There is a price to be paid for having fine cheeses, or any number of other foods, drinks, things that humans have come to value for their wonders over the centuries and millennia.  They may not be laboratory perfect.  There is a potential, given the information that modern science provides, for harm, even if it can largely be avoided by a bit of effort.  Still, the potential exists, and there may well be the occasional outbreak. It can happen.

The alternative is to live in a world of tasteless sanitary perfection.  Every effort to eliminate any possibility of harm brings us closer to assured mediocrity, where humans will only be able to taste flavors made in labs and designed to meet the expectations and demand of the lowest common denominators.  Sugar and salt will pretty much cover it all.

So mom and dad, is that the world you want to hand over to your wonderfully healthy (except for the Type 2 Diabetes) child?  Will you rest easy knowing that artisanal cheesemakers are securely held in the SHU, where they can harm no child again?

Update:  Via Wally,

Yes! Following an enormous outcry from cheese makers, commentators, and the general public, the agency beats a hasty retreat. Commentator/ Pepperdine lawprof Greg McNeil has the details at Forbes (and his earlier commentary on the legalities of the agency’s action is also informative).

Lest this small victory for camembert be cause for too much celebration, consider:

It happens that a large number of editors, commentators, and others among the chattering classes are both personally interested in the availability of fine cheese and familiar enough with the process by which it is made to be un-cowed by claims of superior agency expertise.

Let the hoi polloi have their brie.  There’s still the cross-contamination of Kalamatta olives problem. A world without tapenade?

77 thoughts on “Cheeseboarding (Update FTW?)

  1. PJ

    I swear there is a guy at FDA who watches the news channels for signs of un-safety just so they can swoop in and ban the offending item.

    My favorite fragrance free hand soap was recently banned. The FDA was worried that it was not truly fragrance free. (Why would we all have continued to buy it if it wasn’t?) Funny, but the expensive stuff made by a big manufacturer was not banned.

  2. Olorin

    Reminds me of a similar move about twenty years ago, when some wizard of smart moved that all wood chopping boards be removed from commercial kitchens. Turns out that the plastic ones were worse: not only did microscopic pieces of plastic end up in patrons’ meals, but the natural oils in the wooden boards (almost all of which are maple) helped to keep down the very pathogens the regulations were designed to remove.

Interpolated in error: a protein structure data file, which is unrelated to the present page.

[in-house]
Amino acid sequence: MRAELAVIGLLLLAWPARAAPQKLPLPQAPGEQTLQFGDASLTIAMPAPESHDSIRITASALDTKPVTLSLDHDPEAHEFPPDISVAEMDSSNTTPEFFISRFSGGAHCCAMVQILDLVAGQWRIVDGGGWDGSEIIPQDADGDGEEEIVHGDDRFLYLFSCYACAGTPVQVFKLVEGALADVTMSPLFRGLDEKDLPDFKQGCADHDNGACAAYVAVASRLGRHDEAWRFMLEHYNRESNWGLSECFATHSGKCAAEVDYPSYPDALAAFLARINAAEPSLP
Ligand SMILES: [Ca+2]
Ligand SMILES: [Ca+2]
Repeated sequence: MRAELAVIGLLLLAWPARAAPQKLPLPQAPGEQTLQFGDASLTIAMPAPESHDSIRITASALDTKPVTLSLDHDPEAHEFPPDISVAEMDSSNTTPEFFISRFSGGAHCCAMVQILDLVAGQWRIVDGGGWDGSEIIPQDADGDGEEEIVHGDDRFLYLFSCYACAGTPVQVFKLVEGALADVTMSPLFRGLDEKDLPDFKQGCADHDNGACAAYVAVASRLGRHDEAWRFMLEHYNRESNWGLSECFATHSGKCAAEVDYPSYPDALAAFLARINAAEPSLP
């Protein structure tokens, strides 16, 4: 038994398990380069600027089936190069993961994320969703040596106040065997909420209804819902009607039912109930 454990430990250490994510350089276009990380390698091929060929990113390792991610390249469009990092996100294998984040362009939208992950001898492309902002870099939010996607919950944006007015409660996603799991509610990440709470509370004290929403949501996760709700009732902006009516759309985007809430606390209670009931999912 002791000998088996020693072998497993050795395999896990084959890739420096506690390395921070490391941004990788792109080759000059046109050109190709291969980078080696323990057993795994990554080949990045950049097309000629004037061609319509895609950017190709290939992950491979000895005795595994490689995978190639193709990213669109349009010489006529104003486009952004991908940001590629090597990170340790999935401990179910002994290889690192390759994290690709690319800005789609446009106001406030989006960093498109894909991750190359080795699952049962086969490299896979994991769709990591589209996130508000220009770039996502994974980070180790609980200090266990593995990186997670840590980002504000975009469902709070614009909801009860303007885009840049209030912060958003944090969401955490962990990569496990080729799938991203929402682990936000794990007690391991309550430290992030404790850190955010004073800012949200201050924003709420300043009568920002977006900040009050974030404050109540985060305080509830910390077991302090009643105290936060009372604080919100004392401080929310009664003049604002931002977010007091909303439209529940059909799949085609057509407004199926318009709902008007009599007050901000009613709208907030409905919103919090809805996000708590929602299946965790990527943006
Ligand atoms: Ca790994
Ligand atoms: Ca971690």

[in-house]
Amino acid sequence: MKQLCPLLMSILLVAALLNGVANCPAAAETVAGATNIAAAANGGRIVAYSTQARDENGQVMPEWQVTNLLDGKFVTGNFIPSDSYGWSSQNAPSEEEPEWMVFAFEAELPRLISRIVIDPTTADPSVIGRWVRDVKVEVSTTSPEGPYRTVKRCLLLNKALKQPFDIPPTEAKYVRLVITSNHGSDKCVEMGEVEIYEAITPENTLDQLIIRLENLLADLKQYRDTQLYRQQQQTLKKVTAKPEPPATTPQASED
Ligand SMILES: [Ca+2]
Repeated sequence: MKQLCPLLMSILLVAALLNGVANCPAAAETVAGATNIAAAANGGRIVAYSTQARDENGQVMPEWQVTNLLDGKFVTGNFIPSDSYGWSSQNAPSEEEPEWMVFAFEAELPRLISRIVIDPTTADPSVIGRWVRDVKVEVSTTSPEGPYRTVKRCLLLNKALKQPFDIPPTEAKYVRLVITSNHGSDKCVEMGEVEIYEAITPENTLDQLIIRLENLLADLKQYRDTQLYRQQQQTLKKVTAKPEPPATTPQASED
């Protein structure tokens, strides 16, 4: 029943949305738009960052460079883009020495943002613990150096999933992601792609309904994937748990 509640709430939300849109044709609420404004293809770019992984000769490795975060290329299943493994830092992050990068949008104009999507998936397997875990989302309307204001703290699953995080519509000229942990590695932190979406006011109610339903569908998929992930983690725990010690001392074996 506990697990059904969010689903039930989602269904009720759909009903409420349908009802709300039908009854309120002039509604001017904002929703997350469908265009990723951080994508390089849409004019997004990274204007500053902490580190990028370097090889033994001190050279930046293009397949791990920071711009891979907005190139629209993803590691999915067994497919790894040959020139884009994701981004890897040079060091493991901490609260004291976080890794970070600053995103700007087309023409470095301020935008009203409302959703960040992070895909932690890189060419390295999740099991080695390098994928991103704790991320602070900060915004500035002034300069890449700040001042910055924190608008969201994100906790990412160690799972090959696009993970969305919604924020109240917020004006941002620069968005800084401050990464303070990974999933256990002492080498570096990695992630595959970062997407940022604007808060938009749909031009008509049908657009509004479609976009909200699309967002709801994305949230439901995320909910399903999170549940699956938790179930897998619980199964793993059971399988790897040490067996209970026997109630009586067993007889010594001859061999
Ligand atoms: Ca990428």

“Life is not one thing after another; life is the same damn thing over and over.”

    1. SHG Post author

      There was a guy on a recent episode of Shark Tank who tried to explain this. But they were too smart to listen, because if you achieve success in one realm, you become naturally knowledgeable about everything. It’s amazing how that happens.

    2. Kent Howard

      They are called phenols and are toxic to most bacteria. A natural component in wood and the ingredient of disinfectants in commercial sanitation solutions. Another example of poor science applied to regulation.

  3. NikFromNYC

    We went through this already with wooden cutting boards that were later found to be naturally antibiotic, unlike plastic.

    1. SHG Post author

      My research has failed to provide proof that wood cutting boards are safer than plastic. Notably, there is similarly no proof that plastic is safer than wood either.

      1. alpharia

        Excuse me but why are you even using cutting boards???

        Don’t you all know that cutting requires knives and knives are just anathema to safety? ! The horror!

  4. tim maguire

    Blessed are the cheesemakers! (I can’t believe a whole essay was written about cheesemakers and that line did not appear anywhere.)

    Am I imagining things or is a recognition finally growing that our obsession with safety is making life less worth living? Hopefully the day is not far off that all the different people seeing this nonsense play out in their own sphere reach critical mass such that they join together to stop the madness.

    1. bobbymike

      Please post the Monty Python ‘Cheese Shop’ sketch where the shop has no cheese, which with increasing regulations is where we are headed. The modern version the shop owner can just repeat FDA over and over as an exasperated John Cleese asks for the different cheeses.

  5. Steve S.

    “Potential”, “maybe”, “could” – these are words that should be banned from any and all government regulation.